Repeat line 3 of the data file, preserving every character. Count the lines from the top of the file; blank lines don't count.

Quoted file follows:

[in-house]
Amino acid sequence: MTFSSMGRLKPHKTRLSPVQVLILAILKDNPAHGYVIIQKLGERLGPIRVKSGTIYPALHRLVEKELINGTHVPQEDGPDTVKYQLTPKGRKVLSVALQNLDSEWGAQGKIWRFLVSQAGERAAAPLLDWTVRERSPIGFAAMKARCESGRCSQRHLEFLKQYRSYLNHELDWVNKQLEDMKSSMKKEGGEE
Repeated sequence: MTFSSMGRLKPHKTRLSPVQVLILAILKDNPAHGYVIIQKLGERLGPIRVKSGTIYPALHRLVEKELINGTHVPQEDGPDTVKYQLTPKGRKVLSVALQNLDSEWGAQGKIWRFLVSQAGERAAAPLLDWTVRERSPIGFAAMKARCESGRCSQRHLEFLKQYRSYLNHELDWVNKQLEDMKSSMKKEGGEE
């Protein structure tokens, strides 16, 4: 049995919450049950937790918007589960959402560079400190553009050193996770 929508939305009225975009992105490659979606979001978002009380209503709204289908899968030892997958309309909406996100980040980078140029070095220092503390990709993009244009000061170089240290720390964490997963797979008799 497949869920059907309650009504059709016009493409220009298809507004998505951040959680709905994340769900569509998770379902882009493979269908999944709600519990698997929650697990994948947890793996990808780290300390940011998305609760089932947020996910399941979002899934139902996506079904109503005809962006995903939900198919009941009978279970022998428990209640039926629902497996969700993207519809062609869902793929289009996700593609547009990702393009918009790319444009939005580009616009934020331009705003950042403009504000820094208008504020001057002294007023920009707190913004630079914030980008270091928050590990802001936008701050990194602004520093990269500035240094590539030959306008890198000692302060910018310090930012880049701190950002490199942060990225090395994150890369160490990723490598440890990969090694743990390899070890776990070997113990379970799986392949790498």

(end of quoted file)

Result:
Repeated sequence: MTFSSMGRLKPHKTRLSPVQVLILAILKDNPAHGYVIIQKLGERLGPIRVKSGTIYPALHRLVEKELINGTHVPQEDGPDTVKYQLTPKGRKVLSVALQNLDSEWGAQGKIWRFLVSQAGERAAAPLLDWTVRERSPIGFAAMKARCESGRCSQRHLEFLKQYRSYLNHELDWVNKQLEDMKSSMKKEGGEE